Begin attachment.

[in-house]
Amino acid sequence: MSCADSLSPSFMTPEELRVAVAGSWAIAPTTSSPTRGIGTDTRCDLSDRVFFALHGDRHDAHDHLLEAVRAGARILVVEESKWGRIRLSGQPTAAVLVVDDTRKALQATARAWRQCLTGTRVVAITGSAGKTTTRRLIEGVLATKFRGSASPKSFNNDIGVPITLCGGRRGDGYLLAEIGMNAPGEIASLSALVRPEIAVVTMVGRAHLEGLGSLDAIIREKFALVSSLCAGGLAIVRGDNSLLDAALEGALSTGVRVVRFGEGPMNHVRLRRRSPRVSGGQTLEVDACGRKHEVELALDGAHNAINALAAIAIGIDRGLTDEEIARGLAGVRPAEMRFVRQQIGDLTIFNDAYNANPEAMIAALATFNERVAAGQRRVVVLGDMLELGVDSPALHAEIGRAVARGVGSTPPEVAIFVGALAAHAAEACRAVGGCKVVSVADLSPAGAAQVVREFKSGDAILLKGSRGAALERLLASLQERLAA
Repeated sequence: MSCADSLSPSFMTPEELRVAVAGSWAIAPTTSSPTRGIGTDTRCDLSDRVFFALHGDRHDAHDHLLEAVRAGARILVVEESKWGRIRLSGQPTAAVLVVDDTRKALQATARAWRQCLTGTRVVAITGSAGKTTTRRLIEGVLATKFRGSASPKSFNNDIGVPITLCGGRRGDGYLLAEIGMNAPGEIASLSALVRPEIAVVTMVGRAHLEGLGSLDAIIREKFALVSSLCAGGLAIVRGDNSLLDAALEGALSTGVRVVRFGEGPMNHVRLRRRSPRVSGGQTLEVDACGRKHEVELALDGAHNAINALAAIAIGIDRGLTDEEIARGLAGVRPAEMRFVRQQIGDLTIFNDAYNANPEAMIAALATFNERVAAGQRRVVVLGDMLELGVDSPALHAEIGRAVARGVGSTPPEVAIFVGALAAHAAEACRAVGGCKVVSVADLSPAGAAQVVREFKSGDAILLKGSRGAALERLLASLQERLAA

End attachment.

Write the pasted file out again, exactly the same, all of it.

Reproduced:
[in-house]
Amino acid sequence: MSCADSLSPSFMTPEELRVAVAGSWAIAPTTSSPTRGIGTDTRCDLSDRVFFALHGDRHDAHDHLLEAVRAGARILVVEESKWGRIRLSGQPTAAVLVVDDTRKALQATARAWRQCLTGTRVVAITGSAGKTTTRRLIEGVLATKFRGSASPKSFNNDIGVPITLCGGRRGDGYLLAEIGMNAPGEIASLSALVRPEIAVVTMVGRAHLEGLGSLDAIIREKFALVSSLCAGGLAIVRGDNSLLDAALEGALSTGVRVVRFGEGPMNHVRLRRRSPRVSGGQTLEVDACGRKHEVELALDGAHNAINALAAIAIGIDRGLTDEEIARGLAGVRPAEMRFVRQQIGDLTIFNDAYNANPEAMIAALATFNERVAAGQRRVVVLGDMLELGVDSPALHAEIGRAVARGVGSTPPEVAIFVGALAAHAAEACRAVGGCKVVSVADLSPAGAAQVVREFKSGDAILLKGSRGAALERLLASLQERLAA
Repeated sequence: MSCADSLSPSFMTPEELRVAVAGSWAIAPTTSSPTRGIGTDTRCDLSDRVFFALHGDRHDAHDHLLEAVRAGARILVVEESKWGRIRLSGQPTAAVLVVDDTRKALQATARAWRQCLTGTRVVAITGSAGKTTTRRLIEGVLATKFRGSASPKSFNNDIGVPITLCGGRRGDGYLLAEIGMNAPGEIASLSALVRPEIAVVTMVGRAHLEGLGSLDAIIREKFALVSSLCAGGLAIVRGDNSLLDAALEGALSTGVRVVRFGEGPMNHVRLRRRSPRVSGGQTLEVDACGRKHEVELALDGAHNAINALAAIAIGIDRGLTDEEIARGLAGVRPAEMRFVRQQIGDLTIFNDAYNANPEAMIAALATFNERVAAGQRRVVVLGDMLELGVDSPALHAEIGRAVARGVGSTPPEVAIFVGALAAHAAEACRAVGGCKVVSVADLSPAGAAQVVREFKSGDAILLKGSRGAALERLLASLQERLAA